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Polynomial Calculation

, 21 Jun 2014
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How to calculate the points on a curve from a given polynomial.

CalculatePolygonial snapshot

Introduction

This article is about how to calculate the points of a curve given a function in polynomial form as a string.

Examples of supported expressions:

  • y = 3x + 4
  • y = 2.5x^2 + 1/2x - 3
  • y = x^1/2 + 3
  • y = 4/3x^3 + x^2

Background

In a current project a data file contains the limits for a measured value. Some limits are curves with one X value and two Y values, Y1 and Y2. The curve is stored as three arrays of values. With many such curves in the file it uses a lot of space and it is tedious to enter and modify the data, especially if both of the Y values were constants, so I wanted a solution where the amount of data stored could be minimized but also make it easier to maintain the limits.

The obvious solution was to store the equation of the curve instead of the individual values. I looked around for any suitable solution, but they usually ended up be too advanced for my needs or addressing a different problem. Hence, I decided to write my own method that could take an arbitrary polynomial as a string and calculate the points of the curve.

This is the result and maybe it can be useful to someone else.

Using the code

The Windows form application is just used for showing the result in a graphical way. The main focus has been on the algorithm used to calculate the result.

Trying out the demo is pretty simple. Just follow the steps below.

  1. Enter an expression in the supported form.
  2. Select a value for x-start.
  3. Select a value for x-end.
  4. Enter the number of points to create. The points will be evenly distributed over the range.
  5. Press the Calculate button and the points will be shown both in tabular and graphic form.

Regular Expressions

One main part of the code are the regular expressions that are used to parse the polynomial.

Polynomial Split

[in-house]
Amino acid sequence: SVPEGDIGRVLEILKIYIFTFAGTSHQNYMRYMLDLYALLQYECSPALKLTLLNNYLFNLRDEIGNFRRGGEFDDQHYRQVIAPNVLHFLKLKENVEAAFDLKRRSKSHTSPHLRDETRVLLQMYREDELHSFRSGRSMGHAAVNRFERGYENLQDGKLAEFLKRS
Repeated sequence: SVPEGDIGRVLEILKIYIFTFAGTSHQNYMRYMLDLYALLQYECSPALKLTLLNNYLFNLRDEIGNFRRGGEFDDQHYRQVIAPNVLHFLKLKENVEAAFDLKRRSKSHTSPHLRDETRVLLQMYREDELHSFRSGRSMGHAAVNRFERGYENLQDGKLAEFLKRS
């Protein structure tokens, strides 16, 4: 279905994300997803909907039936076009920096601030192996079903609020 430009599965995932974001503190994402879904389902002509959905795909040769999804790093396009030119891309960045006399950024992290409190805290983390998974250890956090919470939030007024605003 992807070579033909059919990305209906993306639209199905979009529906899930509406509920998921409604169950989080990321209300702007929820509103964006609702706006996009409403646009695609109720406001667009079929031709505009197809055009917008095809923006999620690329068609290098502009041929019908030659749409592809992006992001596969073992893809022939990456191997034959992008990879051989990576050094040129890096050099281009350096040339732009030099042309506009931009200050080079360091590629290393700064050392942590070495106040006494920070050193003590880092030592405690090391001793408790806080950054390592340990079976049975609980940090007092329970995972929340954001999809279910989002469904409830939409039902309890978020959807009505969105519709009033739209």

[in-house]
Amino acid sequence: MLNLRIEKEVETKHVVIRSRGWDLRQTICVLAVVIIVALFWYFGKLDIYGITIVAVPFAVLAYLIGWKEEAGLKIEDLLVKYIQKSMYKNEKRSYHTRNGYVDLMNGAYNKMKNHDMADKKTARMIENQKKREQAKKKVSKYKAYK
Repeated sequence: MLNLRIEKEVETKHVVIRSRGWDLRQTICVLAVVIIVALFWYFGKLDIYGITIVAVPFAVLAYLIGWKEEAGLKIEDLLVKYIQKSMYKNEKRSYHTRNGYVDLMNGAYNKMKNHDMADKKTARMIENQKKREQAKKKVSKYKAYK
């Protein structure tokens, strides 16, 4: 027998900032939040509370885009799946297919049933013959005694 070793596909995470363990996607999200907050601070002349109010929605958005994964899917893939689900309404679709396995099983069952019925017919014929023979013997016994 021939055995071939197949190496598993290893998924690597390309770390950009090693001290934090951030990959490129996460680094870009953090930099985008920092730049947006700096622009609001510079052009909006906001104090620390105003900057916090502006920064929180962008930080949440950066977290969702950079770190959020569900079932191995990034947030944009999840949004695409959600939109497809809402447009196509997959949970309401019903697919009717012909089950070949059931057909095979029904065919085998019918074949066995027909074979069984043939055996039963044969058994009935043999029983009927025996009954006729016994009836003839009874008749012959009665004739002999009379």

One expression is used to split the polynomial into separate terms and keep track of the sign. It also keeps track of the sign.

private static Regex PolynomSplitterExpression = new Regex(@"y\s*=((?<term>[^\+\-]+)(?<sign>[\+\-])?)+");

The polynomial 2.5x^2 + 1/2x - 3 will be divided into the following terms:

Polynomial Split
sign term Comment
  2.5x^2 Empty sign will default be set to +
+ 1/2x  
- 3 The last term is negative

(The column names are the same as the group names of the regular expression)

Term Analyser

The other expression is used to split each term into constants and exponents that can be used in the code.

private static Regex TermSplitterExpression = new Regex(@"^(?<k_n>[0-9\.]*)\s*(/)?\s*(?<k_d>[0-9]*)\s*(?<x>x{0,1})\s*(\^\s*(?<exp_n>[0-9\.]+)\s*(/)?\s*(?<exp_d>[0-9]*))?$");

For each X-value the term is calculated according to the formula in the table and added to the Y-value.

k and exponent
term k_n k_d signed k exp_n exp_d exponent Code
2.5x^2 2.5 1 2.5 2 1 2 y += 2.5 * Math.Pow(x, 2);
1/2x 1 2 0.5 1 1 1 y += 0.5 * x; (more simple calculation when the exponent = 1)
3 3 1 -3 0 1 0 y += -3; (no need for calculation when the exponent = 0)

Source Code

This code calculates the value of the fraction given the numerator and denominator as strings.

#region Calculate the constant and exponent for each term
foreach (Capture capTerm in m.Groups["part"].Captures)
{
  Match mTerm = TermSplitterExpression.Match(capTerm.Value.Trim());